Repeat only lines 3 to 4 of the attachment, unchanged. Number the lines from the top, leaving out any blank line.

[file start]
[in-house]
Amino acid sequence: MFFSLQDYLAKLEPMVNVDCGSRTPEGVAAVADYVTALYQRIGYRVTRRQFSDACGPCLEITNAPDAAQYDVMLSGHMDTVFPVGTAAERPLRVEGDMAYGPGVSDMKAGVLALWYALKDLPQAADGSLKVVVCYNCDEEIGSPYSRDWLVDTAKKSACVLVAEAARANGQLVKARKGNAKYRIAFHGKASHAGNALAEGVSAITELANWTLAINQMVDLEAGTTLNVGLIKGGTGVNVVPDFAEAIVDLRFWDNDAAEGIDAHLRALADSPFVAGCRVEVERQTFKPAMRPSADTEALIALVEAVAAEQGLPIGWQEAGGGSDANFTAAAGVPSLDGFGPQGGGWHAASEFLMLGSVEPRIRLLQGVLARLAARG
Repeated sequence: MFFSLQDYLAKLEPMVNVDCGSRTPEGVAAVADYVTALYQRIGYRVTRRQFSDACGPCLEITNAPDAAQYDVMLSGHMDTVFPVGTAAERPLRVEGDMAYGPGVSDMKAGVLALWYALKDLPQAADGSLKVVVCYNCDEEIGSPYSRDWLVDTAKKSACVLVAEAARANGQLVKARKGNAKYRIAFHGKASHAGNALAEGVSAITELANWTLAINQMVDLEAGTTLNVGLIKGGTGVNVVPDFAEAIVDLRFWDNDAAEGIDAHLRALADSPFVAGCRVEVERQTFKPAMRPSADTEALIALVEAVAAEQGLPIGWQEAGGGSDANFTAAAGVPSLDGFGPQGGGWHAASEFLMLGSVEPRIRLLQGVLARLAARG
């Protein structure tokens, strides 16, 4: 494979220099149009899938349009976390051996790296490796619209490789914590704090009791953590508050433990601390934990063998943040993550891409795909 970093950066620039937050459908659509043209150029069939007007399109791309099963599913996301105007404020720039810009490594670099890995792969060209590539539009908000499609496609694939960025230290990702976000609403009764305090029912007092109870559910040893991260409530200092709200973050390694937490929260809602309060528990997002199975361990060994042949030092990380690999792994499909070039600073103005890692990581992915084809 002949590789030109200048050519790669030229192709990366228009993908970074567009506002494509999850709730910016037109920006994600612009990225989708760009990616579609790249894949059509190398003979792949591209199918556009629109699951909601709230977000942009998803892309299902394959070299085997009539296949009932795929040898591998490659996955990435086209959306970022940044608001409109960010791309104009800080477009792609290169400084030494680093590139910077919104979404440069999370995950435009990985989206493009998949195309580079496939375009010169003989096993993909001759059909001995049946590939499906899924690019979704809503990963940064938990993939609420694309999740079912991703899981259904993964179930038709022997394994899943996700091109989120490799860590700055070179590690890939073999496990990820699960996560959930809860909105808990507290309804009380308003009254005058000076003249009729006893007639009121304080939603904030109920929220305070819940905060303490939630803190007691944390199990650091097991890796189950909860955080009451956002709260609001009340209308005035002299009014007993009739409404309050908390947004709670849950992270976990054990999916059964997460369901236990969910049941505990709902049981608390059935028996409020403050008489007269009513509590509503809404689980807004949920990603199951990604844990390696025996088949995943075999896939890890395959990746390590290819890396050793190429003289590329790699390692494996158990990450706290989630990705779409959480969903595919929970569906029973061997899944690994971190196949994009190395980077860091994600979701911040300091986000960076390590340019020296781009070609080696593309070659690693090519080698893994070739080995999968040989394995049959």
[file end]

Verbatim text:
Repeated sequence: MFFSLQDYLAKLEPMVNVDCGSRTPEGVAAVADYVTALYQRIGYRVTRRQFSDACGPCLEITNAPDAAQYDVMLSGHMDTVFPVGTAAERPLRVEGDMAYGPGVSDMKAGVLALWYALKDLPQAADGSLKVVVCYNCDEEIGSPYSRDWLVDTAKKSACVLVAEAARANGQLVKARKGNAKYRIAFHGKASHAGNALAEGVSAITELANWTLAINQMVDLEAGTTLNVGLIKGGTGVNVVPDFAEAIVDLRFWDNDAAEGIDAHLRALADSPFVAGCRVEVERQTFKPAMRPSADTEALIALVEAVAAEQGLPIGWQEAGGGSDANFTAAAGVPSLDGFGPQGGGWHAASEFLMLGSVEPRIRLLQGVLARLAARG
């Protein structure tokens, strides 16, 4: 494979220099149009899938349009976390051996790296490796619209490789914590704090009791953590508050433990601390934990063998943040993550891409795909 970093950066620039937050459908659509043209150029069939007007399109791309099963599913996301105007404020720039810009490594670099890995792969060209590539539009908000499609496609694939960025230290990702976000609403009764305090029912007092109870559910040893991260409530200092709200973050390694937490929260809602309060528990997002199975361990060994042949030092990380690999792994499909070039600073103005890692990581992915084809 002949590789030109200048050519790669030229192709990366228009993908970074567009506002494509999850709730910016037109920006994600612009990225989708760009990616579609790249894949059509190398003979792949591209199918556009629109699951909601709230977000942009998803892309299902394959070299085997009539296949009932795929040898591998490659996955990435086209959306970022940044608001409109960010791309104009800080477009792609290169400084030494680093590139910077919104979404440069999370995950435009990985989206493009998949195309580079496939375009010169003989096993993909001759059909001995049946590939499906899924690019979704809503990963940064938990993939609420694309999740079912991703899981259904993964179930038709022997394994899943996700091109989120490799860590700055070179590690890939073999496990990820699960996560959930809860909105808990507290309804009380308003009254005058000076003249009729006893007639009121304080939603904030109920929220305070819940905060303490939630803190007691944390199990650091097991890796189950909860955080009451956002709260609001009340209308005035002299009014007993009739409404309050908390947004709670849950992270976990054990999916059964997460369901236990969910049941505990709902049981608390059935028996409020403050008489007269009513509590509503809404689980807004949920990603199951990604844990390696025996088949995943075999896939890890395959990746390590290819890396050793190429003289590329790699390692494996158990990450706290989630990705779409959480969903595919929970569906029973061997899944690994971190196949994009190395980077860091994600979701911040300091986000960076390590340019020296781009070609080696593309070659690693090519080698893994070739080995999968040989394995049959």